Alcoholism in the Workplace

Brian Ballantine ENG 122
Professor MacGrotty Research Paper

Drinking and Driving
A 50,000 Pound Killing Machine

English Composition II Date Submitted: 6/21/10
I work for the Department of Sanitation of New York City. A requirement of my job is to have a commercial driver’s license (CDL). Everyday my co-workers and I are given a partner and a route to clean. We go from house to house collecting refuse and depositing it in the back of our assigned trucks. The work assigned to us is predetermined to last us an entire day’s work which is six hours and fifty minutes. This time can change depending on how hard the workers work, and how we decide to work the route. The route is put in an order that is supposed to allow us minimal driving in between lines or blocks, but there are better ways and easier ways to work almost every route. This being said, many of my coworkers change the route around so that they can finish earlier. When we finish earlier we get a relay bonus which is an incentive to work harder. We get an extra five dollars by taking the truck to the transfer station and emptying the truck. This is where the trouble begins.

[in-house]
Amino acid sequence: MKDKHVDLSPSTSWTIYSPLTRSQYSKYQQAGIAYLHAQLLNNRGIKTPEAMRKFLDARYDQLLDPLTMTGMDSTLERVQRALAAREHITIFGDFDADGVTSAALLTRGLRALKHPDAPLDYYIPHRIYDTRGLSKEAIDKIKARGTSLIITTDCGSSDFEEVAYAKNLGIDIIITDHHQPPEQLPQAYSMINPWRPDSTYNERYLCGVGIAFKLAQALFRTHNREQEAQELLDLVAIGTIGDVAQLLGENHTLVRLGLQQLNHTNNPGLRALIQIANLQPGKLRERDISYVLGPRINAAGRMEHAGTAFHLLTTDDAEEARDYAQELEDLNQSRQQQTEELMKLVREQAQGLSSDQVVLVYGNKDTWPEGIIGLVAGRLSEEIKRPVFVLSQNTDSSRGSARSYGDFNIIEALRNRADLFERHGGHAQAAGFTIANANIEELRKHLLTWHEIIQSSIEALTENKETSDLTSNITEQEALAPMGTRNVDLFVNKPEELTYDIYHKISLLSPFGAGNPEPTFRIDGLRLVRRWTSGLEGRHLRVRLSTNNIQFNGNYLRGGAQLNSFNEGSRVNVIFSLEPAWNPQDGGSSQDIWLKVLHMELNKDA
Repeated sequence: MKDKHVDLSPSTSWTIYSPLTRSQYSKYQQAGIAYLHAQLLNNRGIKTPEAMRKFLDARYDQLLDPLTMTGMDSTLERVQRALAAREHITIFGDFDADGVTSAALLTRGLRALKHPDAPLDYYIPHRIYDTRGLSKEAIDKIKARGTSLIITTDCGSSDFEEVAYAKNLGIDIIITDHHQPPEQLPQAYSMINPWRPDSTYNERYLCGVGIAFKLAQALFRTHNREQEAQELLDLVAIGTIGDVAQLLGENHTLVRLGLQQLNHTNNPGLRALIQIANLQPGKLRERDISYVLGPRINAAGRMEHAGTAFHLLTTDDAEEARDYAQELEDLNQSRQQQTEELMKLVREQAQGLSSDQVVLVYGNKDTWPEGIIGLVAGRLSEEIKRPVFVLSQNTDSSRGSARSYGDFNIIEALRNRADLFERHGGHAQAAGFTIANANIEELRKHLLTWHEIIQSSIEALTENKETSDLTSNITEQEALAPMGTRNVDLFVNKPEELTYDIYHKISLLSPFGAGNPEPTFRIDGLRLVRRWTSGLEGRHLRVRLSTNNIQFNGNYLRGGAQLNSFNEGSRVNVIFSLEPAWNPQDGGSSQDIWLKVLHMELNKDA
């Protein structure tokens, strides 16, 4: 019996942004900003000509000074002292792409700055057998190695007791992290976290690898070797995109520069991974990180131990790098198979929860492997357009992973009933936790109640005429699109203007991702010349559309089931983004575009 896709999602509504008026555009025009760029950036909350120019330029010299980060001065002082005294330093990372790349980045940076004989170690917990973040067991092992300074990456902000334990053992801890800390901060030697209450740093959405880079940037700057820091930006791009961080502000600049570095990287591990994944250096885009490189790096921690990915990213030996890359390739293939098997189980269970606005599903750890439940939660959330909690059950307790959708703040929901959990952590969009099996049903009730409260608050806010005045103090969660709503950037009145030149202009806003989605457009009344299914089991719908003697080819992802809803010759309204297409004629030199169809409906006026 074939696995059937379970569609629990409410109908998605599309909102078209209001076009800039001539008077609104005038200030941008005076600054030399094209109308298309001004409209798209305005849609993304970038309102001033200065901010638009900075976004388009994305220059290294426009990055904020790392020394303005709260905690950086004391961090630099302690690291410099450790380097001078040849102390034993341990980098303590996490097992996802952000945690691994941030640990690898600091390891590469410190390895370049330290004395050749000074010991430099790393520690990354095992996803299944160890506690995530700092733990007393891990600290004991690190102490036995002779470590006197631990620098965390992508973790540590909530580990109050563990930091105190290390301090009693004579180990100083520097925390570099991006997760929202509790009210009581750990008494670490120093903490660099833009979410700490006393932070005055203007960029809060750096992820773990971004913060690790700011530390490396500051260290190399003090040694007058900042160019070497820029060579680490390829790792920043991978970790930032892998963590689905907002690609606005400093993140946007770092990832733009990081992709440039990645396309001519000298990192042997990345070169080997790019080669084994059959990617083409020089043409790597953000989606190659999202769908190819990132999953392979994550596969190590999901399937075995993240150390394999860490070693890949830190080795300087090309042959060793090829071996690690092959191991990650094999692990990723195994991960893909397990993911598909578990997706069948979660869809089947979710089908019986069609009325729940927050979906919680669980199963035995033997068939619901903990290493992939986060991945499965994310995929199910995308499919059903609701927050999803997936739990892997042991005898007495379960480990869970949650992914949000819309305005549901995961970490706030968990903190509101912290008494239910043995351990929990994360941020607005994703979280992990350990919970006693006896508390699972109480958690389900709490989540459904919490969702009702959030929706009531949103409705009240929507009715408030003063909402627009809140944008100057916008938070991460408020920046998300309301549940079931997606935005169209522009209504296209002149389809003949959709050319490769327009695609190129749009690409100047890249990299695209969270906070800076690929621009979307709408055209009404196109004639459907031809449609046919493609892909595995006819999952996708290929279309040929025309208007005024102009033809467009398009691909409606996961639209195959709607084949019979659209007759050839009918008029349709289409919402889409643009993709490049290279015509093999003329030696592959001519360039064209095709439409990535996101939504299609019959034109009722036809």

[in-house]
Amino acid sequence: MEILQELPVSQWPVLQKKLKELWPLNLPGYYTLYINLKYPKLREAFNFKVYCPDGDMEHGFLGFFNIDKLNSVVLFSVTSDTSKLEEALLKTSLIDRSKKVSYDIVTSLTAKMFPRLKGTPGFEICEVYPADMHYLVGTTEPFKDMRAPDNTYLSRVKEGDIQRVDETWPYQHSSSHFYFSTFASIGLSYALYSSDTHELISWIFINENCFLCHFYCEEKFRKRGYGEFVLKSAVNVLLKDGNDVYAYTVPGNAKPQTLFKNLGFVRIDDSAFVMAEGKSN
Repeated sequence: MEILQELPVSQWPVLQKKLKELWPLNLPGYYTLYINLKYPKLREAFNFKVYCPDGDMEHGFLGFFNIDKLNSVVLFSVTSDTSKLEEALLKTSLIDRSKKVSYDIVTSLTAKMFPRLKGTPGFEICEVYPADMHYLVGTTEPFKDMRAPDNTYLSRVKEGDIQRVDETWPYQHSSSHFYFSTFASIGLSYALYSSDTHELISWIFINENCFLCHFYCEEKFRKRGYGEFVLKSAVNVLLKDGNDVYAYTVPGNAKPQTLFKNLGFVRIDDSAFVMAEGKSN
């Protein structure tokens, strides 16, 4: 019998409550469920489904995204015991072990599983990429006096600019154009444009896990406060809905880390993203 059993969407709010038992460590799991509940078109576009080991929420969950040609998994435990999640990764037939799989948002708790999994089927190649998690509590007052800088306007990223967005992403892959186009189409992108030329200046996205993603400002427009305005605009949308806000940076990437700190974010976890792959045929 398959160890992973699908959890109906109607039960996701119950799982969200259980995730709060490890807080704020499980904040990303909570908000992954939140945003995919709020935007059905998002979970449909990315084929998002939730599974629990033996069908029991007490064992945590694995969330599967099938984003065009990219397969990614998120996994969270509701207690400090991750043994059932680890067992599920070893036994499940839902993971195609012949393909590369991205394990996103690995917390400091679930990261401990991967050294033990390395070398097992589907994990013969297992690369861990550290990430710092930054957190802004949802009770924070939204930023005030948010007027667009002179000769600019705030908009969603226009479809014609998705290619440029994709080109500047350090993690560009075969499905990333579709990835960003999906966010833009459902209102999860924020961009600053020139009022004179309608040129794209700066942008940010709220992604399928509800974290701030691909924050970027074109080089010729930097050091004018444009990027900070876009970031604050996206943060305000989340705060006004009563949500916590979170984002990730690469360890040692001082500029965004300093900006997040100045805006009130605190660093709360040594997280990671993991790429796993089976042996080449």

Many of my coworkers, for whatever reasons, decide that once they are done with their routes that they can now start drinking. I find this to be completely and totally absurd for many reasons. First, our shift is either 7 A.M. to 3 P.M. or 6 A.M. to 2 P.M. Recently, our union, Local 831, has allowed us to change our shift year round to 6 A.M. to 2 P.M. Many of my coworkers are done with their route and on the way to the transfer station by 9 A.M. Now you might be wondering if what I said earlier was correct. I will reiterate that when done with the route many of my coworkers feel that this is now time to start drinking. So at 9 A.M. many coworkers start drinking as they drive fully-loaded sanitation trucks to the transfer station, which is approximately a 12-mile round trip. I have never participated in this...